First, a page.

To the owner of three abandoned Boeing 747 jets – please contact Kuala Lumpur International Airport’s lost and found department.
Malaysian aviation authorities placed an ad in a newspaper there on Monday asking for the "untraceable owner" of three 747-200F aircraft – which have been left at the airport – to come forward and reveal his or her identity.
"If you fail to collect the aircraft within 14 days of the date of this notice, we reserve the right to sell or otherwise dispose of the aircraft" said the ad, which ran in The Star.
Zainol Mohd Isa, general manager of Malaysia Airports, which operates the Kuala Lumpur facility, said the airport has been trying to contact the plane’s owners. Isa added that the plane’s owners were “international” and not Malaysian, but declined to elaborate, AFP reports.
"I don’t know why they are not responding. There could be many reasons. Sometimes it could be because they have no money to continue operations," he said.
The airport is also known for being the origin of Malaysia Airlines Flight 370, which disappeared with 239 passengers and crew aboard on March 8, 2014. A wing part from the plane was found on the French island of La Reunion in the Indian Ocean earlier this year.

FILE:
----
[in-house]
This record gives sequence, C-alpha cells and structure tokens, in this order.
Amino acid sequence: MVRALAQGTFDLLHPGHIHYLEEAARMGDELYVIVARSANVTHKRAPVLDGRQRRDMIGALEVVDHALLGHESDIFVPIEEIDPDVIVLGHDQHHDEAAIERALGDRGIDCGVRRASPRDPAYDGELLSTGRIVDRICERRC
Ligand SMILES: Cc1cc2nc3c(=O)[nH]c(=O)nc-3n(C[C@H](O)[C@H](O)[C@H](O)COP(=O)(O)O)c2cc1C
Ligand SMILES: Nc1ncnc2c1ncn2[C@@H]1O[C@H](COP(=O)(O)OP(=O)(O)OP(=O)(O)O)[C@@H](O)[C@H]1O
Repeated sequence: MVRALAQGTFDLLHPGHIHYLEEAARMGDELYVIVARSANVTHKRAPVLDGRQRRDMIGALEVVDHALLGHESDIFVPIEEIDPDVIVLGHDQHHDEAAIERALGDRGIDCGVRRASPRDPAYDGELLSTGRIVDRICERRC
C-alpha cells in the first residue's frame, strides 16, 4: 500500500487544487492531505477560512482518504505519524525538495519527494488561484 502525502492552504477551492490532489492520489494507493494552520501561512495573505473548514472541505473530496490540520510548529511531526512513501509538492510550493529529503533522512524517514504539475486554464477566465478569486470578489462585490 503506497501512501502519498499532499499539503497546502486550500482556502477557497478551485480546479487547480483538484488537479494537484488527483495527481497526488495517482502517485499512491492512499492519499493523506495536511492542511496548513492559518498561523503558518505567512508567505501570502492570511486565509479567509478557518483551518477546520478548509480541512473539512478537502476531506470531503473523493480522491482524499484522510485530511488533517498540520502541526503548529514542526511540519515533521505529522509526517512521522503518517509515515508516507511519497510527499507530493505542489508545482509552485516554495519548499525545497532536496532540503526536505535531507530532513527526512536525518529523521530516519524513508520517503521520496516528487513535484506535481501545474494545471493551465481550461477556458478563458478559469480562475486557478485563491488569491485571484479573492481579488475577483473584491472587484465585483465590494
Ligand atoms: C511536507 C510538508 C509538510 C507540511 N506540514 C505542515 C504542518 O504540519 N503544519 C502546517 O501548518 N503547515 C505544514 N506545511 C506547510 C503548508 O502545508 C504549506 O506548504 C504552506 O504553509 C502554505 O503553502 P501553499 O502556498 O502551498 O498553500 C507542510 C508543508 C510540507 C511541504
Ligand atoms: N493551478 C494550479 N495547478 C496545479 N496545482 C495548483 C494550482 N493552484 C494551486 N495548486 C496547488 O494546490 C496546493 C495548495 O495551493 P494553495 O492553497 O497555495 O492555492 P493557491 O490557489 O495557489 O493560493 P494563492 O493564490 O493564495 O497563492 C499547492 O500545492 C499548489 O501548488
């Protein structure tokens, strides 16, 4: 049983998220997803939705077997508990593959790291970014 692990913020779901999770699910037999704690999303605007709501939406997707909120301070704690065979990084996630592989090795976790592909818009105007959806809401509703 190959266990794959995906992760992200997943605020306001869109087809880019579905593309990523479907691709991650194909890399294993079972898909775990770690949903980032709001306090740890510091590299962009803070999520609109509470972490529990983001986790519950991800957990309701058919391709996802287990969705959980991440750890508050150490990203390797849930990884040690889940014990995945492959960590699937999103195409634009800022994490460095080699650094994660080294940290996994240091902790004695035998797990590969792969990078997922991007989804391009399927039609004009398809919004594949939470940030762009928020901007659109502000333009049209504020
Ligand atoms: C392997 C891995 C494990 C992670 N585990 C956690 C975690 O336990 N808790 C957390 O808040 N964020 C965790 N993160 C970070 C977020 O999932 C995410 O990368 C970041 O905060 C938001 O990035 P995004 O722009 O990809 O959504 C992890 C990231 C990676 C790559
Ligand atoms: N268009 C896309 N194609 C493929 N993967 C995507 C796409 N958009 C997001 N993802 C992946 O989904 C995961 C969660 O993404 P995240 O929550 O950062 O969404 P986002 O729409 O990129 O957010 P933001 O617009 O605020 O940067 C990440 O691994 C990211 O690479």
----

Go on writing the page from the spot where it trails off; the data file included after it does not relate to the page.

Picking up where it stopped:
The planes were left at the airport more than a year ago, but aviation authorities only have records of their arrivals and nothing more, The Sun Daily reports.
The airport wants the planes claimed and the owner to pay charges for landing, parking and other various fees. If no payment is received by Dec. 21, the planes will be auctioned off or sold for scrap metal, with profits going toward recouping the charges, AFP reports.
The ad listed the planes as an off-white aircraft with the registration number TF-ARM, and two white ones with registration numbers TF-ARN and TF-ARH, according to The Star.
Aviation enthusiasts linked two of the three planes to MasKargo, Malaysia Airlines’ cargo division, who apparently leased them from Air Atlanta Icelandic. But a MasKargo spokesman told The Straits Times that the airline does not own the planes.
"If it was ours, we would have claimed it," a spokesperson said.
Isa said in the past decades, mostly smaller aircraft have been abandoned at the airport, AFP reports.